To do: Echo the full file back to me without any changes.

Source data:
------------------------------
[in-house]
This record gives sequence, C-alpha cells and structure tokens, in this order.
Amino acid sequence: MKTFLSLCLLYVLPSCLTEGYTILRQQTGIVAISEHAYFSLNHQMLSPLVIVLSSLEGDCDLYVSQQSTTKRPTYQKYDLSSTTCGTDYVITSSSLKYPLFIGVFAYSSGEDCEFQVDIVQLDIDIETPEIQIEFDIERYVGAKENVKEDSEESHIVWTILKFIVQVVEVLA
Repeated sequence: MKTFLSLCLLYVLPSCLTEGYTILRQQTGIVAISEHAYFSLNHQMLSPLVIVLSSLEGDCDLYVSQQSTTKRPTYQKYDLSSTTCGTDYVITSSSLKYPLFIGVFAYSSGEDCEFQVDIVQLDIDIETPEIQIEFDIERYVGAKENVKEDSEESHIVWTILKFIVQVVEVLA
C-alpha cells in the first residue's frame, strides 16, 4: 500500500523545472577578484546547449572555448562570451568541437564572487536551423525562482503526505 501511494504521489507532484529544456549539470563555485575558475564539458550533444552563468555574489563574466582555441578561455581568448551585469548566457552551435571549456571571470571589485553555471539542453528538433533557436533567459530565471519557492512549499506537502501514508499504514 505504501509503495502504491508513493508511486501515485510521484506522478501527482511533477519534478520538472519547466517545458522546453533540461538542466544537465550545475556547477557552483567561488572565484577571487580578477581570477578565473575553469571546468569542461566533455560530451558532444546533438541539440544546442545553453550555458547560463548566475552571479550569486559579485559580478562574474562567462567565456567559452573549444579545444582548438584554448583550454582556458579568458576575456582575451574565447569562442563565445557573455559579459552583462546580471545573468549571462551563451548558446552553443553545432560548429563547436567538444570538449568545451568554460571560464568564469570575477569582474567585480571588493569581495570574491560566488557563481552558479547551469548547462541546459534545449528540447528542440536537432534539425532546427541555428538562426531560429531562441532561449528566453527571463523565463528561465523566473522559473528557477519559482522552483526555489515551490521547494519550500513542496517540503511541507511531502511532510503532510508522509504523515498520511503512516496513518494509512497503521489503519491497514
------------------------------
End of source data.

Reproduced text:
[in-house]
This record gives sequence, C-alpha cells and structure tokens, in this order.
Amino acid sequence: MKTFLSLCLLYVLPSCLTEGYTILRQQTGIVAISEHAYFSLNHQMLSPLVIVLSSLEGDCDLYVSQQSTTKRPTYQKYDLSSTTCGTDYVITSSSLKYPLFIGVFAYSSGEDCEFQVDIVQLDIDIETPEIQIEFDIERYVGAKENVKEDSEESHIVWTILKFIVQVVEVLA
Repeated sequence: MKTFLSLCLLYVLPSCLTEGYTILRQQTGIVAISEHAYFSLNHQMLSPLVIVLSSLEGDCDLYVSQQSTTKRPTYQKYDLSSTTCGTDYVITSSSLKYPLFIGVFAYSSGEDCEFQVDIVQLDIDIETPEIQIEFDIERYVGAKENVKEDSEESHIVWTILKFIVQVVEVLA
C-alpha cells in the first residue's frame, strides 16, 4: 500500500523545472577578484546547449572555448562570451568541437564572487536551423525562482503526505 501511494504521489507532484529544456549539470563555485575558475564539458550533444552563468555574489563574466582555441578561455581568448551585469548566457552551435571549456571571470571589485553555471539542453528538433533557436533567459530565471519557492512549499506537502501514508499504514 505504501509503495502504491508513493508511486501515485510521484506522478501527482511533477519534478520538472519547466517545458522546453533540461538542466544537465550545475556547477557552483567561488572565484577571487580578477581570477578565473575553469571546468569542461566533455560530451558532444546533438541539440544546442545553453550555458547560463548566475552571479550569486559579485559580478562574474562567462567565456567559452573549444579545444582548438584554448583550454582556458579568458576575456582575451574565447569562442563565445557573455559579459552583462546580471545573468549571462551563451548558446552553443553545432560548429563547436567538444570538449568545451568554460571560464568564469570575477569582474567585480571588493569581495570574491560566488557563481552558479547551469548547462541546459534545449528540447528542440536537432534539425532546427541555428538562426531560429531562441532561449528566453527571463523565463528561465523566473522559473528557477519559482522552483526555489515551490521547494519550500513542496517540503511541507511531502511532510503532510508522509504523515498520511503512516496513518494509512497503521489503519491497514